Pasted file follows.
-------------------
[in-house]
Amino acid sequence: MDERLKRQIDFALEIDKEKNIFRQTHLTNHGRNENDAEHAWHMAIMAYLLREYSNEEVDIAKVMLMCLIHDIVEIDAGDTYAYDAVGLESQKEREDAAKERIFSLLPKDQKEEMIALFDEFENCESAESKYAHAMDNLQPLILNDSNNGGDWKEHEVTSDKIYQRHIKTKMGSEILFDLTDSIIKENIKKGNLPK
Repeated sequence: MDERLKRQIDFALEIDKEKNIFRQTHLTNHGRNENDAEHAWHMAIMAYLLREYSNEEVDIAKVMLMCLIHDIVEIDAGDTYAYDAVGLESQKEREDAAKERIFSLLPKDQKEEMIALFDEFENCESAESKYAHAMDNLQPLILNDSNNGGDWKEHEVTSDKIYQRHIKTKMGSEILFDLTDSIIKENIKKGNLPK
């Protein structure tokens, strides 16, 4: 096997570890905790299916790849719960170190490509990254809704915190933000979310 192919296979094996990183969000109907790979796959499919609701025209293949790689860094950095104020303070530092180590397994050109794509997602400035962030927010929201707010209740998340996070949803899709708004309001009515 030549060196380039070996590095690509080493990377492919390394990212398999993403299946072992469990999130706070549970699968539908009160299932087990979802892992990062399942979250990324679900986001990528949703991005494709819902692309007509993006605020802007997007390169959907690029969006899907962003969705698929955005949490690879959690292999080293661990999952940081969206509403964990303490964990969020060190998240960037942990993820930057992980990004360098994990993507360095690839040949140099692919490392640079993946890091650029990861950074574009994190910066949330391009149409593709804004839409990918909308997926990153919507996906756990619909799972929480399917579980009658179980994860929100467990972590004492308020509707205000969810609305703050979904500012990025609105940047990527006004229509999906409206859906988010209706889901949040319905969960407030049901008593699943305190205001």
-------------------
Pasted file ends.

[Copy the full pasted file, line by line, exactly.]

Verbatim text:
[in-house]
Amino acid sequence: MDERLKRQIDFALEIDKEKNIFRQTHLTNHGRNENDAEHAWHMAIMAYLLREYSNEEVDIAKVMLMCLIHDIVEIDAGDTYAYDAVGLESQKEREDAAKERIFSLLPKDQKEEMIALFDEFENCESAESKYAHAMDNLQPLILNDSNNGGDWKEHEVTSDKIYQRHIKTKMGSEILFDLTDSIIKENIKKGNLPK
Repeated sequence: MDERLKRQIDFALEIDKEKNIFRQTHLTNHGRNENDAEHAWHMAIMAYLLREYSNEEVDIAKVMLMCLIHDIVEIDAGDTYAYDAVGLESQKEREDAAKERIFSLLPKDQKEEMIALFDEFENCESAESKYAHAMDNLQPLILNDSNNGGDWKEHEVTSDKIYQRHIKTKMGSEILFDLTDSIIKENIKKGNLPK
């Protein structure tokens, strides 16, 4: 096997570890905790299916790849719960170190490509990254809704915190933000979310 192919296979094996990183969000109907790979796959499919609701025209293949790689860094950095104020303070530092180590397994050109794509997602400035962030927010929201707010209740998340996070949803899709708004309001009515 030549060196380039070996590095690509080493990377492919390394990212398999993403299946072992469990999130706070549970699968539908009160299932087990979802892992990062399942979250990324679900986001990528949703991005494709819902692309007509993006605020802007997007390169959907690029969006899907962003969705698929955005949490690879959690292999080293661990999952940081969206509403964990303490964990969020060190998240960037942990993820930057992980990004360098994990993507360095690839040949140099692919490392640079993946890091650029990861950074574009994190910066949330391009149409593709804004839409990918909308997926990153919507996906756990619909799972929480399917579980009658179980994860929100467990972590004492308020509707205000969810609305703050979904500012990025609105940047990527006004229509999906409206859906988010209706889901949040319905969960407030049901008593699943305190205001």